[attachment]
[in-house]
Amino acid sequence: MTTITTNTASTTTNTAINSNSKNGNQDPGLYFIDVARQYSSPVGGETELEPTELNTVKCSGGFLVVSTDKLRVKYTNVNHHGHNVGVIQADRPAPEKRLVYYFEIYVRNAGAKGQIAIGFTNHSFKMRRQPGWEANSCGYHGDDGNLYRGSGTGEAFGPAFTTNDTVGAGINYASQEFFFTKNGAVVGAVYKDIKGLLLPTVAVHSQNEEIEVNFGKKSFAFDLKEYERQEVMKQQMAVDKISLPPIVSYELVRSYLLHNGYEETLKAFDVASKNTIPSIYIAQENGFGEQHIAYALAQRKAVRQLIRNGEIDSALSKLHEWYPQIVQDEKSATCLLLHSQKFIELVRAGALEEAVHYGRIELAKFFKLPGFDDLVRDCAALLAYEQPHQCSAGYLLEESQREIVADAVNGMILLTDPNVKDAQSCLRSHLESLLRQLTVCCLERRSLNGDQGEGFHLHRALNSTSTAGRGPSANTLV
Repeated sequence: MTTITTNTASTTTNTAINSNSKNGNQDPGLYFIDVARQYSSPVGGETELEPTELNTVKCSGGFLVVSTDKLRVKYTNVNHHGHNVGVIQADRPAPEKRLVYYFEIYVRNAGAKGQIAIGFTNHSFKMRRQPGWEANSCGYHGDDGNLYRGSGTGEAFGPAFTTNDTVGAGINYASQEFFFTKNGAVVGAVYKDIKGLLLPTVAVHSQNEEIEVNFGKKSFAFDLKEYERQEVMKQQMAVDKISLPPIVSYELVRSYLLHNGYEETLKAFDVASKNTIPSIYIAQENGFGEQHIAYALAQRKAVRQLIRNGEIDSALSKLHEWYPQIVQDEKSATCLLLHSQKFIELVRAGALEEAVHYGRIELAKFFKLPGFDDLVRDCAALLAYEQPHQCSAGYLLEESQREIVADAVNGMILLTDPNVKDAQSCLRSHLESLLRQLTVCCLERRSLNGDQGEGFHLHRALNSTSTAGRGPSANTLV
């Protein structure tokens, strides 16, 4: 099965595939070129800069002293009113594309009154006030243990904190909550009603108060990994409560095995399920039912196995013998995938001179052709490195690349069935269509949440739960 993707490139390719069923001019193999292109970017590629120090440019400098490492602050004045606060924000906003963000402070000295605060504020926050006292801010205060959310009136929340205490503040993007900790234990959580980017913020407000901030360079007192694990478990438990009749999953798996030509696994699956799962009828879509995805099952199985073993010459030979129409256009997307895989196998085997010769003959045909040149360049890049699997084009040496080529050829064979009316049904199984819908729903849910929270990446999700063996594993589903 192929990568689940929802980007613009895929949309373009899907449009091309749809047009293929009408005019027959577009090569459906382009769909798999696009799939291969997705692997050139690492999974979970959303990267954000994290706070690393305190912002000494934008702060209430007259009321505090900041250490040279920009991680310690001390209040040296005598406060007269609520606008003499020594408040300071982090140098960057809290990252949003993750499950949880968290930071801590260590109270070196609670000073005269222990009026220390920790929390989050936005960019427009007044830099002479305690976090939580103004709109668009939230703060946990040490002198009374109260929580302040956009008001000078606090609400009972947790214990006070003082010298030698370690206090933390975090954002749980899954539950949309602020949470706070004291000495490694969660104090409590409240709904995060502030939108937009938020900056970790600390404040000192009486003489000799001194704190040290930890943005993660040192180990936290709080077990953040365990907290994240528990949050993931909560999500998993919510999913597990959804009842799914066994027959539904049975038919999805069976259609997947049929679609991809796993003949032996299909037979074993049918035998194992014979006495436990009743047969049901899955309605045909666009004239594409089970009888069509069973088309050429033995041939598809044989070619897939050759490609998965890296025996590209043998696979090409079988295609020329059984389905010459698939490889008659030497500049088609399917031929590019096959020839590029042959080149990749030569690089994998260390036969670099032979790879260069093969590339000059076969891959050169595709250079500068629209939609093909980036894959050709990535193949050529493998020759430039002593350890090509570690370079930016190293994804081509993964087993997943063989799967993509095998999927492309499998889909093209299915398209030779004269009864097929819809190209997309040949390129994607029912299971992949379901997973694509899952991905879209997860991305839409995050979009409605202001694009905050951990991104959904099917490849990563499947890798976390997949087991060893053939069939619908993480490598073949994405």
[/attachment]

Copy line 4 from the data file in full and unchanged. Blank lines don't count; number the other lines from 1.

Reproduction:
């Protein structure tokens, strides 16, 4: 099965595939070129800069002293009113594309009154006030243990904190909550009603108060990994409560095995399920039912196995013998995938001179052709490195690349069935269509949440739960 993707490139390719069923001019193999292109970017590629120090440019400098490492602050004045606060924000906003963000402070000295605060504020926050006292801010205060959310009136929340205490503040993007900790234990959580980017913020407000901030360079007192694990478990438990009749999953798996030509696994699956799962009828879509995805099952199985073993010459030979129409256009997307895989196998085997010769003959045909040149360049890049699997084009040496080529050829064979009316049904199984819908729903849910929270990446999700063996594993589903 192929990568689940929802980007613009895929949309373009899907449009091309749809047009293929009408005019027959577009090569459906382009769909798999696009799939291969997705692997050139690492999974979970959303990267954000994290706070690393305190912002000494934008702060209430007259009321505090900041250490040279920009991680310690001390209040040296005598406060007269609520606008003499020594408040300071982090140098960057809290990252949003993750499950949880968290930071801590260590109270070196609670000073005269222990009026220390920790929390989050936005960019427009007044830099002479305690976090939580103004709109668009939230703060946990040490002198009374109260929580302040956009008001000078606090609400009972947790214990006070003082010298030698370690206090933390975090954002749980899954539950949309602020949470706070004291000495490694969660104090409590409240709904995060502030939108937009938020900056970790600390404040000192009486003489000799001194704190040290930890943005993660040192180990936290709080077990953040365990907290994240528990949050993931909560999500998993919510999913597990959804009842799914066994027959539904049975038919999805069976259609997947049929679609991809796993003949032996299909037979074993049918035998194992014979006495436990009743047969049901899955309605045909666009004239594409089970009888069509069973088309050429033995041939598809044989070619897939050759490609998965890296025996590209043998696979090409079988295609020329059984389905010459698939490889008659030497500049088609399917031929590019096959020839590029042959080149990749030569690089994998260390036969670099032979790879260069093969590339000059076969891959050169595709250079500068629209939609093909980036894959050709990535193949050529493998020759430039002593350890090509570690370079930016190293994804081509993964087993997943063989799967993509095998999927492309499998889909093209299915398209030779004269009864097929819809190209997309040949390129994607029912299971992949379901997973694509899952991905879209997860991305839409995050979009409605202001694009905050951990991104959904099917490849990563499947890798976390997949087991060893053939069939619908993480490598073949994405």